Here is what I would look for:

  • Linux server
  • Python pre-installed
  • Apache setup supporting all of the following:
    • mod_wsgi
    • cgi
    • mod_python
  • ssh access
  • Ability to install your own add-on libraries.

This will give you the freedom to experiment with multiple ways of building and deploying a website using python. You may have to go with a VPS to get all of this, but that's better for learning anyway. The more control you have, the more things you can break and learn how to fix. The ability to reload a good base image is also helpful when things get too screwed up in the learning process.

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+1 for actually answering the question asked. –  Robert Rossney Jun 3 '09 at 18:39

I would guess you want to look for a Virtual Private Server or Virtual Machine with root access.

In my (commercial) opinion, hosting technologies either fall into the category of a "completely standardized" hosting environment (e.g. Apache/mod_php for PHP) or they don't. Lots of companies provide PHP hosting in exactly the same way. But for most newer hosting platforms like Python and Ruby - they don't, and so hosts have to go to a lot more work and domain expertise to make particular hosting environments for those languages.

Therefore if you shop for a Python-specialising host, you ought to find a much more clued-in host than one selling PHP hosting. However I would expect you'd have to pay more for that rarer expertise. The risk is that you get something a bit more half-baked or very specific to a particular host, which makes your deployment less portable should you want to move.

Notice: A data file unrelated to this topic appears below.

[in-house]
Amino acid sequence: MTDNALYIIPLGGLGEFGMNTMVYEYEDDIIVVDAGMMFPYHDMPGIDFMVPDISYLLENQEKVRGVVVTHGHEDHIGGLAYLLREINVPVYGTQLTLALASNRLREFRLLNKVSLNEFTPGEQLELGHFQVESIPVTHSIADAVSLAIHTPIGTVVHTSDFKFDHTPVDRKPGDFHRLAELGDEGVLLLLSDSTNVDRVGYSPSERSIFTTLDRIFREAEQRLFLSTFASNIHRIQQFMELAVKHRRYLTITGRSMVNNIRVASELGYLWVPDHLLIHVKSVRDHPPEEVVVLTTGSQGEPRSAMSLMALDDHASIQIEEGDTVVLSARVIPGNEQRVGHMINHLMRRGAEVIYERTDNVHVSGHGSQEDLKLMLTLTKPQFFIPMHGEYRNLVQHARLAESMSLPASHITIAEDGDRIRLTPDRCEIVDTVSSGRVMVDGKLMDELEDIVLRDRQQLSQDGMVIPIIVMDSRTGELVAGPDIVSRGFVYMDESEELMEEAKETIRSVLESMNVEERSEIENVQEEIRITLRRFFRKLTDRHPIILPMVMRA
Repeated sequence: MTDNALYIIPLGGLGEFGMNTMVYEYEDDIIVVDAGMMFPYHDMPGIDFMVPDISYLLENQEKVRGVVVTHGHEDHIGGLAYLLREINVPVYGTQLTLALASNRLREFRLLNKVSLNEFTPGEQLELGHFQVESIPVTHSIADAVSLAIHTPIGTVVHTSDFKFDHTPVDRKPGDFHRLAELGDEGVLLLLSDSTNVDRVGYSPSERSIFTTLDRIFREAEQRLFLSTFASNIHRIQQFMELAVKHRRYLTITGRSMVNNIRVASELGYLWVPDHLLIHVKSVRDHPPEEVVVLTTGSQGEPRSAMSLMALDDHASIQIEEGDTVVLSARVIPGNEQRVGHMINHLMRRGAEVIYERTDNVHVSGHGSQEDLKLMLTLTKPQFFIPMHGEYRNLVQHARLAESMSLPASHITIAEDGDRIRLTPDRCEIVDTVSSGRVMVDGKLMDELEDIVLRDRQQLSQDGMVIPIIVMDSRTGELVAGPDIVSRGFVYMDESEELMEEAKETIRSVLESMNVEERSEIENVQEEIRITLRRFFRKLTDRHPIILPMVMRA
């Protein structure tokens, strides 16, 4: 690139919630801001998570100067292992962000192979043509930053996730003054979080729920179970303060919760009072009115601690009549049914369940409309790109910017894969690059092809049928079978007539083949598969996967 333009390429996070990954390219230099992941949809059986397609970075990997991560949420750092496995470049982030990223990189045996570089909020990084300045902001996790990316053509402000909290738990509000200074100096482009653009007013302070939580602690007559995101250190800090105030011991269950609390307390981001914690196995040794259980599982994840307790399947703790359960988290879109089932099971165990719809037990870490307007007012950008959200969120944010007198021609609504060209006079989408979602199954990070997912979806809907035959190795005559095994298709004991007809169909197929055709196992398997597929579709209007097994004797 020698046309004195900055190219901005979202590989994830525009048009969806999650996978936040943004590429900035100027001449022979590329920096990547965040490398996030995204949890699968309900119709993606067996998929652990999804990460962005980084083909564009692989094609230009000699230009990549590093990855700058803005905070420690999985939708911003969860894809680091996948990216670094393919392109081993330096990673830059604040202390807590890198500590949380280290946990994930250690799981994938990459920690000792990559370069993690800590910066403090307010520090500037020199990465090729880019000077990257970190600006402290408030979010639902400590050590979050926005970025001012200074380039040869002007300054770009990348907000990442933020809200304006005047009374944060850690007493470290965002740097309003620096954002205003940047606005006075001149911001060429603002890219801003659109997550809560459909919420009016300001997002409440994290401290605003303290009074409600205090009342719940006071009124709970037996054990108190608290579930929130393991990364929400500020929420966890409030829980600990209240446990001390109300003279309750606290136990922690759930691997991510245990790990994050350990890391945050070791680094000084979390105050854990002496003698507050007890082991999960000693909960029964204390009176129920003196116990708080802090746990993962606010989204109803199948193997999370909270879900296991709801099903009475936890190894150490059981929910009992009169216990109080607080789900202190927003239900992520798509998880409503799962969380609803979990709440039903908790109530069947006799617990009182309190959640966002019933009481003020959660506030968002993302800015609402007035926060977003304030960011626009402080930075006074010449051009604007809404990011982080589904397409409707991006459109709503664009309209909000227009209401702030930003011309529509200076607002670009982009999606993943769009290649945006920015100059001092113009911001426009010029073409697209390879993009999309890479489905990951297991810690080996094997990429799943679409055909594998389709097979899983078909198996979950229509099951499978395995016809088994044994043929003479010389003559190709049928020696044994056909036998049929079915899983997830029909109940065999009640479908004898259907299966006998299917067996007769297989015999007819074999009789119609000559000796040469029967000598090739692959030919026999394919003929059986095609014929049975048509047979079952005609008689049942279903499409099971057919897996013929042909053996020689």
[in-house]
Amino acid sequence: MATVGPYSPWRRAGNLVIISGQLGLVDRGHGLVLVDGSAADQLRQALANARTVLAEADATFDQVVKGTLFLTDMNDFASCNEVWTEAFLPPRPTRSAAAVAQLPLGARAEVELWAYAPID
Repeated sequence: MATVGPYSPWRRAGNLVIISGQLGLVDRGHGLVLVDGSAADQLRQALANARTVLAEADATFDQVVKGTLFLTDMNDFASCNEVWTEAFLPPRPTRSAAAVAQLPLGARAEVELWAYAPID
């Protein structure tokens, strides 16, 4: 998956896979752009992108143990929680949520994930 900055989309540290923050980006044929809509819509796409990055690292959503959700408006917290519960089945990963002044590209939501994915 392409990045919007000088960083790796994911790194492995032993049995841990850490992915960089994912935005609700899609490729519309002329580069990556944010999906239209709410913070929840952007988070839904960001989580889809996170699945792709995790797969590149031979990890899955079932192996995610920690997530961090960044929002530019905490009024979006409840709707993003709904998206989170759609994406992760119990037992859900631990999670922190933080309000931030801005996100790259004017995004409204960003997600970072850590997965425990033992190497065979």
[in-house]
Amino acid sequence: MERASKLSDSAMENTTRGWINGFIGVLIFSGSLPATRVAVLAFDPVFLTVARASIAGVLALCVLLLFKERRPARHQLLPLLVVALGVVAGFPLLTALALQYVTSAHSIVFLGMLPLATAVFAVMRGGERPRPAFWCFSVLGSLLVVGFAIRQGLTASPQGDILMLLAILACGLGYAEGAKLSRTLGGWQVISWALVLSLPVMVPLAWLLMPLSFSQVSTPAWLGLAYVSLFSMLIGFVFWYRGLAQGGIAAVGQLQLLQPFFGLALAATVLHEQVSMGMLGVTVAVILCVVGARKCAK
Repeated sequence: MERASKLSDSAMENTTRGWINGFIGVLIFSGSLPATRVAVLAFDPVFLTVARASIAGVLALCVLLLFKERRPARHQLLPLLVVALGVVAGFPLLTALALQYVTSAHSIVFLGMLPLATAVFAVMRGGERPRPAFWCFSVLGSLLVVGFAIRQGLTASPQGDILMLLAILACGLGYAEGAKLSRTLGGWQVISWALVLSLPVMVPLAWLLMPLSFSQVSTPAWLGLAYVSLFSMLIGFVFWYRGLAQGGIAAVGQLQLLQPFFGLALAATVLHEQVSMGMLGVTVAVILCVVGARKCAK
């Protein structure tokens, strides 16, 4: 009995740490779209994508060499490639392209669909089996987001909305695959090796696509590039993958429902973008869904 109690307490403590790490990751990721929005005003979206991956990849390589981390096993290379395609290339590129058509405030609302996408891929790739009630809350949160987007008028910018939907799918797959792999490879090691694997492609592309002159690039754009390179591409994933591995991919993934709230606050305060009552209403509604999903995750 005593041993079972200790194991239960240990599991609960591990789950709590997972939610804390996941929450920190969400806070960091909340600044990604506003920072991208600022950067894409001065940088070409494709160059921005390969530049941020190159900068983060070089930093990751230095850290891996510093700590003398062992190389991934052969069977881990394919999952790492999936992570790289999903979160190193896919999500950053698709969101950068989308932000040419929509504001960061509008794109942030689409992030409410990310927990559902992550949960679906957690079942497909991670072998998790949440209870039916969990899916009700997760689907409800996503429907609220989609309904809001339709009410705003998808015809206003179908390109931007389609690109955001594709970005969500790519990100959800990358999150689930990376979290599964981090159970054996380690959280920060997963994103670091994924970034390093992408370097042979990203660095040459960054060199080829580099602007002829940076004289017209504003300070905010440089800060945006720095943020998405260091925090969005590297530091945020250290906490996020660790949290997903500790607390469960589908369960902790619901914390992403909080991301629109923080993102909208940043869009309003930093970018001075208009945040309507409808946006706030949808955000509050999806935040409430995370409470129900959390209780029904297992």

Instead if you shop for a VPS / Virtual Machine you will get a product that is broadly similar across thousands of hosts - root access, bandwidth, disc space, and the ability to install the exact software, versions and modules you want. You may have to learn a bit more to set this kind of thing up, but you won't have to submit to one hosting company's idea of what a "standard" Python environment is. Make your own environment, one that fits your application, and you'll have the pick of many more companies.

I may be overstating the case for VPS slightly, as I'm thinking more about past horrors of Rails deployment, where I have specific experience :)

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A (slightly biased and self-interested) post to recommend "Platform-as-a-Service" offerings, like:

  • Heroku the original Ruby PaaS, now support Python and many other languages
  • DotCloud who are behind the exciting Docker containerization thing
  • Gondor.io who are Python + WSGI focused
  • PythonAnywhere my employer, and the best of all, naturally.